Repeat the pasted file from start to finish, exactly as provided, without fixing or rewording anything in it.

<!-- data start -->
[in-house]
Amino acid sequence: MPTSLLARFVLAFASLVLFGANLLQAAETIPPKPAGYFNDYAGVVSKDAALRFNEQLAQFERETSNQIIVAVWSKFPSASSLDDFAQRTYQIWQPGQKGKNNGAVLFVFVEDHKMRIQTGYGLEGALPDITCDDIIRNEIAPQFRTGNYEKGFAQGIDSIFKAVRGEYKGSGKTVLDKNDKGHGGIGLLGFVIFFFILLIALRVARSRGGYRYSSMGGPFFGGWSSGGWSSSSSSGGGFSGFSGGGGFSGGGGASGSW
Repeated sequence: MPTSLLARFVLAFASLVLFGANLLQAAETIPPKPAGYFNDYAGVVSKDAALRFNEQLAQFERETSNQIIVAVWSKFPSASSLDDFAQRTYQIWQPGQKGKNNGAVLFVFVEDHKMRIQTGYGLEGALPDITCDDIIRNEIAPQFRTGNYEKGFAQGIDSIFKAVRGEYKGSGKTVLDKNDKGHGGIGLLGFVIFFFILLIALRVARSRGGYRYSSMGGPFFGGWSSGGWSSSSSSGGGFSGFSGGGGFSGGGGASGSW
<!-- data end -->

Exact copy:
[in-house]
Amino acid sequence: MPTSLLARFVLAFASLVLFGANLLQAAETIPPKPAGYFNDYAGVVSKDAALRFNEQLAQFERETSNQIIVAVWSKFPSASSLDDFAQRTYQIWQPGQKGKNNGAVLFVFVEDHKMRIQTGYGLEGALPDITCDDIIRNEIAPQFRTGNYEKGFAQGIDSIFKAVRGEYKGSGKTVLDKNDKGHGGIGLLGFVIFFFILLIALRVARSRGGYRYSSMGGPFFGGWSSGGWSSSSSSGGGFSGFSGGGGFSGGGGASGSW
Repeated sequence: MPTSLLARFVLAFASLVLFGANLLQAAETIPPKPAGYFNDYAGVVSKDAALRFNEQLAQFERETSNQIIVAVWSKFPSASSLDDFAQRTYQIWQPGQKGKNNGAVLFVFVEDHKMRIQTGYGLEGALPDITCDDIIRNEIAPQFRTGNYEKGFAQGIDSIFKAVRGEYKGSGKTVLDKNDKGHGGIGLLGFVIFFFILLIALRVARSRGGYRYSSMGGPFFGGWSSGGWSSSSSSGGGFSGFSGGGGFSGGGGASGSW